• 14 décembre 2017 de 14h00 à 15h - D102
    Reshef Meir - "Contract Design for Energy Demand Response"
    Power companies such as Southern California Edison (SCE) uses independent Demand Response (DR) contracts to incentivize consumers to reduce their power consumption during periods when demand forecast exceeds supply.
    We introduce DR-VCG, a new DR mechanism that offers a flexible set of contracts (which may include the standard SCE contracts) and uses VCG pricing. We show that DR-VCG is truthful, can be efficiently computed, and bounds the failure probability of the network. Extensive simulations show that compared to the current mechanism deployed by SCE, the DR-VCG mechanism achieves higher participation, increased reliability, and significantly reduced total expenses. Time permits, I will mention how contingent payments that underlie this work, also lead to a strong impossibility theorem in social choice with money.
    Joint work with Hongyao Ma and Valentin Robu.
  • 13 décembre 2017 de 11h00 à 12h - C131
    Rasmus Ibsen-Jensen - "Values and strategies in stochastic games"
    Stochastic games is a type of two-player zero-sum games with many applications in economics and computer science. Each such game consists of a finite set of matrices and is played over rounds. In each round, some matrix is played as a matrix game (a matrix game is a simple generalization of the rock-paper-scissors game) and the players choices together in that round determines the outcome (=some number) of that round of the game and which matrix is played in the next round. One player then tries to maximize the long-run average outcome of the rounds and the other player tries to minimize it.
    These games have a value in the sense that there is a number v for each matrix such that if the game starts there the maximizer can, for any c>0, guarantee at least v - c against any strategy of the minimizer (the minimizer can similarly guarantee v+c).In general however, to achieve anything non-trivial one needs memory of the other players past choices. In the talk I will describe my recent results about these games. Specifically, I will first describe a polynomial time algorithm for finding the set of matrices that have value M, where M is the largest possible outcome, and where the maximizer has a finite-memory strategy for ensuring M - c for all c>0. Next, all classic strategies for these games in general requires memory of size O(log T) bits for the first T rounds.
    The second part will give a randomized strategy that does so using only memory of size O(log log T) bits for the first T rounds with high probability.
    Finally, a long standing open problem from ’79 asks if one can play a specific stochastic game with finite memory if one does not count space used to store the round number. I will show how to do so using only a single additional bit.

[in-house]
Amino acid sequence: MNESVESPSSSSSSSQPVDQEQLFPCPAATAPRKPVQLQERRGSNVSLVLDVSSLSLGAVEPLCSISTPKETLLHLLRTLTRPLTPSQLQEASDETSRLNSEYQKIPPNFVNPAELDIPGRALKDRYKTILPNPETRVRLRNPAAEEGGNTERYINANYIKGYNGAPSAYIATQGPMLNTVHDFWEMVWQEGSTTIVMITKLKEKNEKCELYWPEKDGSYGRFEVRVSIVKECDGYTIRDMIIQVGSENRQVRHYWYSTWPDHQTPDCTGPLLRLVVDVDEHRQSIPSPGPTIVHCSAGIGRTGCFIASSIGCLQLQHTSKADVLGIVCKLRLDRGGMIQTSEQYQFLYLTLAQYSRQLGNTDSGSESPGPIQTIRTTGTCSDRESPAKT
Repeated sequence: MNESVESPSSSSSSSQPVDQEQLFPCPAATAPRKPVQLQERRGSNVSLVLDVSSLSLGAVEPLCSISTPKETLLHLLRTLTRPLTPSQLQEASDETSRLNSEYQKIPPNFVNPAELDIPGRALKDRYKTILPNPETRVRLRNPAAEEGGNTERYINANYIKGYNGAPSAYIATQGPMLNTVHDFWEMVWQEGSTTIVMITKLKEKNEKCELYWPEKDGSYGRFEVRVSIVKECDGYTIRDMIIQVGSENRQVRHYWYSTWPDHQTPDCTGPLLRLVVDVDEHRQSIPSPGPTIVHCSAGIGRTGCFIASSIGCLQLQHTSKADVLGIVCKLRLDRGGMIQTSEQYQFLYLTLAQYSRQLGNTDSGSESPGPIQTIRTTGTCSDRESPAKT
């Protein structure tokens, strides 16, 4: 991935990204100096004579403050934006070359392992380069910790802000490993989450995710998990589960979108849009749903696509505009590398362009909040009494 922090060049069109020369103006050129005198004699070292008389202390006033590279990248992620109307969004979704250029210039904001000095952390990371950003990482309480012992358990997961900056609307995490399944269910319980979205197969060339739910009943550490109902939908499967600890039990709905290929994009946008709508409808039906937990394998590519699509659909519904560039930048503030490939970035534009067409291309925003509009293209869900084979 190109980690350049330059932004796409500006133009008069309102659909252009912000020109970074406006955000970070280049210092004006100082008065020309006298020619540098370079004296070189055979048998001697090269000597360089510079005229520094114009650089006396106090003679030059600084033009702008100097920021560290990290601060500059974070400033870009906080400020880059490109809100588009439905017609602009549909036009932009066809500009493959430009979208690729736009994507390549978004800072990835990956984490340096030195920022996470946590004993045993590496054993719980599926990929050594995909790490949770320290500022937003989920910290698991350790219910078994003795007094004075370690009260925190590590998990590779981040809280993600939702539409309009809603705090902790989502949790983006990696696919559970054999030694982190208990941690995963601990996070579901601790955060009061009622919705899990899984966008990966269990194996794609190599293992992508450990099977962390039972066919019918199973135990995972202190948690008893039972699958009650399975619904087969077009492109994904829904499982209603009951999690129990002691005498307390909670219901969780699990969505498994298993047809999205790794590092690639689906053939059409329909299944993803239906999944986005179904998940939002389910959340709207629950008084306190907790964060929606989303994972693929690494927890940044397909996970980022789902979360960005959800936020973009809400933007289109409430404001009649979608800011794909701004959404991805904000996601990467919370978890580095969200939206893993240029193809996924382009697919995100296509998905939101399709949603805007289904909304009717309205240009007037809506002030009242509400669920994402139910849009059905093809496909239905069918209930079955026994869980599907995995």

• 10 octobre 2017 de 14h à 15h - C110
    Ayumi Igarashi - "Hedonic Games with Graph-restricted Communication"
    We study hedonic coalition formation games in which cooperation among the players is restricted by a graph structure : a subset of players can form a coalition if and only if they are connected in the given graph. We investigate the complexity of finding stable outcomes in such games, for several notions of stability. In particular, we provide an efficient algorithm that finds an individually stable partition for an arbitrary hedonic game on an acyclic graph. We also introduce a new stability concept—in-neighbor stability—which is tailored for our setting. We show that the problem of finding an in- neighbor stable outcome admits a polynomial-time algorithm if the underlying graph is a path, but is NP-hard for arbitrary trees even for additively separable hedonic games ; for symmetric additively separable games we obtain a PLS-hardness result.
  • 28 septembre 2017 de 15h à16h - A711
    Hervé Moulin "Fair Mixture of Public Outcomes"
    We revisit probabilistic voting under dichotomous preferences, when a design constraint is to offer welfare guarantees to individual and group participants.
    Minorities should not be crushed by the disagreeing majority, but the size of the support for a given outcome should nevertheless increase its weight. Given that we cannot combine Efficiency, Incentive Compatibility and Individual Fair Shares, we discuss second best mechanisms achieving two of these three design goals. We find that a simple Borda-like rule and the familiar Random Priority rule are IC and ensure good guarantees to homogenous groups. Borda is easier to compute but more inefficient than RP. The efficient Nash rule (maximizing the product of utilities) offers stronger group guarantees than both, but fails some simple IC tests . We also uncover a handful of challenging open questions. Joint with H. Aziz and A. Bogomolnaia
  • 26 septembre 2017 de 15h à 16h - A707
    Carlos Pimienta "Expériences de vote en ligne (avec Amazon Mechanical Turk)"
    We test the turnout predictions of the standard two-party, private value, costly
    voting model through a large-scale, real effort experiment. We do this by recruiting 1,200 participants through Amazon Mechanical Turk and employing a 2 x 2 between subjects design encompassing small (N = 30) and large (N = 300) elections, as well as symmetric and asymmetric ones. We find evidence of the size effect in asymmetric elections and of the competition effect in large elections. We also find evidence of underdog effect in small elections but, contrary to theoretical predictions, we observe bandwagon behavior in large
    elections. We propose a behavioral model that accounts for these results.
  • 11 septembre 2017 de 14h à 15h - A707
    Dominik Peters "Structured preferences"